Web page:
Recently, I provided insight into the great bargains available in this summer’s free agency. As you probably gathered from the title, I’m now taking a look at the flipside to identify the players to avoid this summer. Before sitting down and putting pen to paper, I really thought that this would be a difficult task. Although it’s possible to identify a few a players to avoid, I did not realize that the greater difficulty would be limiting the list to a top 5.
While there is an underlying fear of overpaying for a player, the pressure from hometown fans to acquire big name players adds a higher degree of difficulty to the job of a team’s GM. Though the average contract price is growing, when you consider the additional revenue generated by the playoffs, jersey sales and exposure created by these big name players, you can sometimes understand why a team takes the risk. That being said, here are the top 5 players that should be avoided this summer, regardless of the potential upside in revenue created by their name.
Top Five Free Agents GMs Should Avoid This Summer:
35 Years Old – 2016-17 Cap Hit = $5,900,000
Remember the glory days in Chicago? With every passing minute, those days seem to be further and further away. Sharp has a reputation of never playing a full season, only doing it once in the past 7 seasons, and this season was no different. He suited up for only 48 games. If you consider his $5.9 million cap hit, the Dallas Stars paid him roughly $123,000 per regular season game this year. This number becomes even more ridiculous when you see that he only tallied 18 points ($327,777 per point). And don’t forget that he was also a -22. Finally, his Goals For % finished at 37.68%. That means that in those 48 games, there was roughly a 62% chance that if a goal was scored while Sharp was on the ice, it was generated by the opponent.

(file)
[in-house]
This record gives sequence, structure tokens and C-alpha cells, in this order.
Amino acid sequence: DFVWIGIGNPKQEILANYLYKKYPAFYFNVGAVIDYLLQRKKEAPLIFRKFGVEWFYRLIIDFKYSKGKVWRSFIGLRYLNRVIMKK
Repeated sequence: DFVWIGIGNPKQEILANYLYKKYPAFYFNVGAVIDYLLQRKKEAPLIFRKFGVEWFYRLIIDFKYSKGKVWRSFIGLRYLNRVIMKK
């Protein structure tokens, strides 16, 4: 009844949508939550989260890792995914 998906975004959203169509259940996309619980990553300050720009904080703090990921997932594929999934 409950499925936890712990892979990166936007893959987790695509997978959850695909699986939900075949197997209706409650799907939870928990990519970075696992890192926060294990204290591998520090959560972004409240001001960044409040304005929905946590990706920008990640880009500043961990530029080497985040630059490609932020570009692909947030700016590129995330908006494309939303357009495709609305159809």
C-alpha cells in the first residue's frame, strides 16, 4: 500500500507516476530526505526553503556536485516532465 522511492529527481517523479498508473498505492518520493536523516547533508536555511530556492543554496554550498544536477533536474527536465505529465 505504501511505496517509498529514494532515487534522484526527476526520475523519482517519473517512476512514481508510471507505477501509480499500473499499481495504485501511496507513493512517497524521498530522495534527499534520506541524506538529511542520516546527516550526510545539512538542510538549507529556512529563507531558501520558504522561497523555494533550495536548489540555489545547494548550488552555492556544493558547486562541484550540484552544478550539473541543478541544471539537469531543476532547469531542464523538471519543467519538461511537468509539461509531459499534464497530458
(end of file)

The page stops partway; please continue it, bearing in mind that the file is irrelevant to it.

When shopping for players with a similar price tag, there are players like Brandon Saad, Taylor Hall, or Aleksander Barkov; all of whom I would quickly take instead. I would even prefer to have that money sit in the bank and collect interest rather than sign him.
34 Years Old – 2016-17 Cap Hit = $5,250,000
Age played a huge factor with this choice as well. Did you know there is actually a younger, better Wideman!? Yes, they are not related, however, that does not mean that the 18 points (5G, 13A) put up by the older Wideman is any more impressive. His younger namesake, Chris, scored just one point shy, albeit in 19 more games.
However, the simple fact that I am even able to compare the two proves my point. Two players who have similar production levels and are on similar caliber teams should not be making a salary difference of $4,650,000 regardless of their names. Dennis Wideman, had sub 50 percentages in CF% (48.46), SF% (46.80) and worst of all GF% (43.56) which all point to the fact that he has become a liability on the ice. I don’t think that any GM should pay more than $5 million for anybody named Wideman next year.
37 Years Old – 2016-17 Cap Hit = $6,666,667